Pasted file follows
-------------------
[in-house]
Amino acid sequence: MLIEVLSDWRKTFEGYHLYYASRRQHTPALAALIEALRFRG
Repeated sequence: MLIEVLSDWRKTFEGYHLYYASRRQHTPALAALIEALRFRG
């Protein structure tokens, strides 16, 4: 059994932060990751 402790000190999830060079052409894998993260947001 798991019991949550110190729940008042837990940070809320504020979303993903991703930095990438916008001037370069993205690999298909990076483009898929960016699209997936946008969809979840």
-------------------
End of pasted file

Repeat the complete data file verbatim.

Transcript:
[in-house]
Amino acid sequence: MLIEVLSDWRKTFEGYHLYYASRRQHTPALAALIEALRFRG
Repeated sequence: MLIEVLSDWRKTFEGYHLYYASRRQHTPALAALIEALRFRG
């Protein structure tokens, strides 16, 4: 059994932060990751 402790000190999830060079052409894998993260947001 798991019991949550110190729940008042837990940070809320504020979303993903991703930095990438916008001037370069993205690999298909990076483009898929960016699209997936946008969809979840």